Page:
## Wednesday, September 18, 2013

### finishing/restoring old work: pre-academy days

gambler (own work, 1982-2013, 64 x 91 cm, click on the image for an enlargement)

the original painting the gambler in the city' (see below) was made in 1982, when i was still in high school. i had just returned from a one-year exchange program in minnetonka, minnesota (1981-1982). before starting in minnetonka high school i had already decided that i wanted to become an artist. therefore i took all sorts of classes that weren't available in my dutch high school (vwo science), like oil painting, lettering and calligraphy, photography, film. since the classroom for oil painting was open all day, i spent about two hours a day in there, for a year, taught by my wonderful teacher richard cunningham. he, being impressed with my work and dedication, pushed me to apply for an art academy grant in the united states, but i wished to go home.

at home in the netherlands i didn't have a studio, and nowhere the necessary finances to use oil paint. i just was drawing all day and making sculptures, and then i decided to use cheaper outdoor paint for painting. in the painting you can see that i was already then fascinated by ways of depicting faces in a non-standard manner. picasso was a great inspiration for me, although i never became a real cubist.

but i was never really satisfied with the painting, the left-hand side was unconvincing and the colours weren't really what i wanted. however, for being 17, i was still happy with having painted such a face at all, and to develop my skills in any way possible. then a dear friend of mine took a liking to the painting, and for more than 25 years it stood or hung somewhere in his apartment. this was largely a boon, since some other works from that period have been lost over time, but the downside was that i never got around to really finishing it. a few years ago he returned it, saying he had lost his enchantment, partly due to its state of deterioration. this was not hard to understand. the painting had lost its lustre, the paint had faded and accumulated dirt/dust, and in my eyes it never was a very good painting to begin with, except for the face.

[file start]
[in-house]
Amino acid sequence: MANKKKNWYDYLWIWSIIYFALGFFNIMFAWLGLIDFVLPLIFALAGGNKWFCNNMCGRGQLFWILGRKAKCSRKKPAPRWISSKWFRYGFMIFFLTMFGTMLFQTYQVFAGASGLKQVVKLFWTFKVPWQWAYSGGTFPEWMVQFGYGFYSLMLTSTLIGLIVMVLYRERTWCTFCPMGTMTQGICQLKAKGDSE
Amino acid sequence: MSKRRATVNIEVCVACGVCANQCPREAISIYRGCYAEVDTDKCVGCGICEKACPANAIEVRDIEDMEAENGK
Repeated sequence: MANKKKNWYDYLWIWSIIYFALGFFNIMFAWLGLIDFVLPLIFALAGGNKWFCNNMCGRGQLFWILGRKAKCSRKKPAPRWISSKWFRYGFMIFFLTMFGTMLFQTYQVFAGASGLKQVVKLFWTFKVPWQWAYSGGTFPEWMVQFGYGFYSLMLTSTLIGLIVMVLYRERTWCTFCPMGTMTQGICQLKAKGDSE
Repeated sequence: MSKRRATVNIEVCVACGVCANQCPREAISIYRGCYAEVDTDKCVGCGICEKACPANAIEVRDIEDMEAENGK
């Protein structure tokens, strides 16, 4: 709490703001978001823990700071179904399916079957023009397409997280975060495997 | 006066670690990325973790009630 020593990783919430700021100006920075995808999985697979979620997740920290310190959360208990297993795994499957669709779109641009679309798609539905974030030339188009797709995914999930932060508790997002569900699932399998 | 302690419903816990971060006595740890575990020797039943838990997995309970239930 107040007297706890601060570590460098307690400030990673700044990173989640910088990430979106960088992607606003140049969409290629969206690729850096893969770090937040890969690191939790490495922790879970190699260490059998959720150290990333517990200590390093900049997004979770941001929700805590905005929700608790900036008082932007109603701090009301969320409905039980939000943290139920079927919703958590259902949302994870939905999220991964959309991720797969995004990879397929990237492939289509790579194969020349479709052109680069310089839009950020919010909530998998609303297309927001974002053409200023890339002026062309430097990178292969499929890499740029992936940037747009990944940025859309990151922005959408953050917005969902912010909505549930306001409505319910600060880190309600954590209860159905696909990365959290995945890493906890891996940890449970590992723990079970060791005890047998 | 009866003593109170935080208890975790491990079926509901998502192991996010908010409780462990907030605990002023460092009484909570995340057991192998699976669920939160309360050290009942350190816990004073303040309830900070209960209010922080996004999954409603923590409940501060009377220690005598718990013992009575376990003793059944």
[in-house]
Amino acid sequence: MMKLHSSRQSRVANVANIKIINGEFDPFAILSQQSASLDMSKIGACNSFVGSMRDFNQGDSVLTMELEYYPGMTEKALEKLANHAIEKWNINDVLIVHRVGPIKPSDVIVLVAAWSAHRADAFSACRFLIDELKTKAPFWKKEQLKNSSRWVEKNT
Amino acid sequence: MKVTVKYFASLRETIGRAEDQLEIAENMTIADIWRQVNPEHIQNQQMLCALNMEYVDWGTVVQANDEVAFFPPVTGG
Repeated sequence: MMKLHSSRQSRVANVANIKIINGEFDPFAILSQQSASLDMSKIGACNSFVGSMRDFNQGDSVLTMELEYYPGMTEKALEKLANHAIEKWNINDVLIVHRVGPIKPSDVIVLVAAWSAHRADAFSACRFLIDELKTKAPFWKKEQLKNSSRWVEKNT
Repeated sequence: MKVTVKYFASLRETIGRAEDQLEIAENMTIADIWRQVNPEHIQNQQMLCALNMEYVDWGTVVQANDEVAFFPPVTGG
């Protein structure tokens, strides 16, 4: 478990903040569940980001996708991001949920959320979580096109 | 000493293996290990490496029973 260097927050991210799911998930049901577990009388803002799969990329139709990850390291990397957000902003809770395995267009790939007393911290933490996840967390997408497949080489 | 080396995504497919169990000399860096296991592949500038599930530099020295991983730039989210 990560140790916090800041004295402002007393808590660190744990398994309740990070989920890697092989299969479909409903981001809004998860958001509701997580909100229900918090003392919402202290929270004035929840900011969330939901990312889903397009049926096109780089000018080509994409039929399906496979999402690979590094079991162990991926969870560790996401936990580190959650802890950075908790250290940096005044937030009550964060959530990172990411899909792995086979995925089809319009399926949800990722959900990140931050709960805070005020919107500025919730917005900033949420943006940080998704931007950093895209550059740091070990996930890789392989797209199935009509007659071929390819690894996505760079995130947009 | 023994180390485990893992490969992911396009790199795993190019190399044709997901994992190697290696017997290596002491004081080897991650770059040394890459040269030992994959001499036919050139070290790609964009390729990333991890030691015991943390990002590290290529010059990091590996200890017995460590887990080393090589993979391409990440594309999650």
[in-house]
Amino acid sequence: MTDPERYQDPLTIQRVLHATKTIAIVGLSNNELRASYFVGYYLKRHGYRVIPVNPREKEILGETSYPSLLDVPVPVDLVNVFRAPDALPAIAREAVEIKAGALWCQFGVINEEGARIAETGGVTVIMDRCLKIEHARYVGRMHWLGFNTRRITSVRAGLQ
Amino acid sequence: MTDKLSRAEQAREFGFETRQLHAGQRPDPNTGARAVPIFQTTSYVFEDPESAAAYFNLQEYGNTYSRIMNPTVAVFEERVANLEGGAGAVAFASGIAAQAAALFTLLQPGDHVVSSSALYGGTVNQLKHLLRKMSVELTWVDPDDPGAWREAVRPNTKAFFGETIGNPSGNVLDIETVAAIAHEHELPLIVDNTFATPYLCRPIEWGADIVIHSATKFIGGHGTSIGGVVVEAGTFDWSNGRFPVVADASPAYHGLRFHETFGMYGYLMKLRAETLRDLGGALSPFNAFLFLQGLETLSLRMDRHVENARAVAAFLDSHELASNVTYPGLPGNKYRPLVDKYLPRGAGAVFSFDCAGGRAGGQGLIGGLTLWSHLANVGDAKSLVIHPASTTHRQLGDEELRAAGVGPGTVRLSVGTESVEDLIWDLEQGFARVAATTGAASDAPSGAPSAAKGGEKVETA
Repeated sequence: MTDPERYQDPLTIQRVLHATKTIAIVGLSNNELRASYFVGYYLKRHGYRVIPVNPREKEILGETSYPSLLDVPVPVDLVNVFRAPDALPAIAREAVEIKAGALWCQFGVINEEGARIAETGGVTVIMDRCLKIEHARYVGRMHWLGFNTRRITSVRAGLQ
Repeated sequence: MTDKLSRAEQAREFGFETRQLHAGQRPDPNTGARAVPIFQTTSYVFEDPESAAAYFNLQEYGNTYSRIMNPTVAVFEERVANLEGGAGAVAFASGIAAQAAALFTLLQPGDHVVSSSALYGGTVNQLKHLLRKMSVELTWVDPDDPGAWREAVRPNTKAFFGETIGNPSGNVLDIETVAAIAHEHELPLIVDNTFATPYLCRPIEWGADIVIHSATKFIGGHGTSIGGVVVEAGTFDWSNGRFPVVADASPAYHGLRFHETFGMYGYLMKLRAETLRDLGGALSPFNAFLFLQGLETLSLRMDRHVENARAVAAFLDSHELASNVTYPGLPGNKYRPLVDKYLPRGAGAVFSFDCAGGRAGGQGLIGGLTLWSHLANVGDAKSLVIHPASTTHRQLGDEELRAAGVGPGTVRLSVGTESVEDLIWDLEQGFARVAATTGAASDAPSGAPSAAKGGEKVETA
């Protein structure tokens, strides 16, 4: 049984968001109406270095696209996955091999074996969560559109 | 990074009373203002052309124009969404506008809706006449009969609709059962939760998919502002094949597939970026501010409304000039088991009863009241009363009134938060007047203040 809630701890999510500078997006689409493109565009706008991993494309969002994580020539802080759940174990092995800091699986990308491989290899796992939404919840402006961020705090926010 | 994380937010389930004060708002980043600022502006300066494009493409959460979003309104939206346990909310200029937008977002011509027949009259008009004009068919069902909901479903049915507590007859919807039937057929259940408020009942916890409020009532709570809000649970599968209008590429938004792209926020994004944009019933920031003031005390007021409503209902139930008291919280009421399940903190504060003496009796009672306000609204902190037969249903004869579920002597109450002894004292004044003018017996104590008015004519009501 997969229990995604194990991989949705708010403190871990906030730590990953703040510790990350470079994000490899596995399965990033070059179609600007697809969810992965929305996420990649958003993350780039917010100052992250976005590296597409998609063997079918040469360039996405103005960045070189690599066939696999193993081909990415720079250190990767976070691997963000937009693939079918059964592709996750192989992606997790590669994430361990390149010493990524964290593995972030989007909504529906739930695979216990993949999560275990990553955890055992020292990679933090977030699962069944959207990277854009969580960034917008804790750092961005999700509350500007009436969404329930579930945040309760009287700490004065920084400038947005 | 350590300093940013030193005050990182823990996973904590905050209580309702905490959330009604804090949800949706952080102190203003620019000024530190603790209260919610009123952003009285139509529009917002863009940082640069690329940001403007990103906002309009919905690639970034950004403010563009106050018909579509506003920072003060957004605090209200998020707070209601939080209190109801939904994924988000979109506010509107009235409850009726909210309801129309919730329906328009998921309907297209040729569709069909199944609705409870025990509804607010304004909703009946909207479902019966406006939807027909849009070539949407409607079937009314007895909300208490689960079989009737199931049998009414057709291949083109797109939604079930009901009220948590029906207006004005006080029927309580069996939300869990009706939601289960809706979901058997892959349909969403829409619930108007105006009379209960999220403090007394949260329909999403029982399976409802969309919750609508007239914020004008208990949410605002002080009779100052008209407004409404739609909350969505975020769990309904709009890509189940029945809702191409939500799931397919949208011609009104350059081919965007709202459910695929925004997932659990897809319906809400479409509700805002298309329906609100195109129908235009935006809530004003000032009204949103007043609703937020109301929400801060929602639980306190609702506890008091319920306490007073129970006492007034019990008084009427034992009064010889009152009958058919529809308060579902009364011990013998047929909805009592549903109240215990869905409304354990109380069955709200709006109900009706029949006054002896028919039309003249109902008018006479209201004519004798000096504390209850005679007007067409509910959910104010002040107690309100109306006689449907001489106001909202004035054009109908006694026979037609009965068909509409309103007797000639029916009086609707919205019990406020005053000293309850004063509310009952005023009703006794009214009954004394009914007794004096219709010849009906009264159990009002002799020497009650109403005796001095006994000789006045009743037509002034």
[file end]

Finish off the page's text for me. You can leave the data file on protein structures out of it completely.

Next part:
the gambler in the city (own work (now lost due to reworking), 1982, 64 x 91 cm, click on the image for an enlargement).

so i told my friend: i will restore the painting, but it will become very different. i will restore the lustre, but i also have to improve everything, from composition to colour etc., yet at the same time i want to retain its basic quality, if possible.' for the past 3 years i have been slowly working on a remake, the finished result which you see above. i found it hard to retain the buildings, their integration was already a problem when i started the painting. so i decided to simplify, and portray a gambler amidst another major addiction: alcohol.

all in all it was a painstaking process. nowadays i usually paint very differently, and i finally decided to blend the two styles, but this is not so easy as one might think. the result however gives me joy: i feel i have finally finished the original painting in the way it deserved to be finished.

[ps: by the way, my canon refuses to capture the colours of `gambler' anywhere close to accurately. it remains frustrating how badly affordable technology manages to handle colours. not only cameras, but computer screens as well. and many many people don't even notice. isn't that something...as an artist i'm always trying to achieve colour depth, colour life, colour tensions, colour harmonies. but who really notices? i like to think that some of my efforts go a long way with some people. it is probably too optimistic to expect that many people would notice.]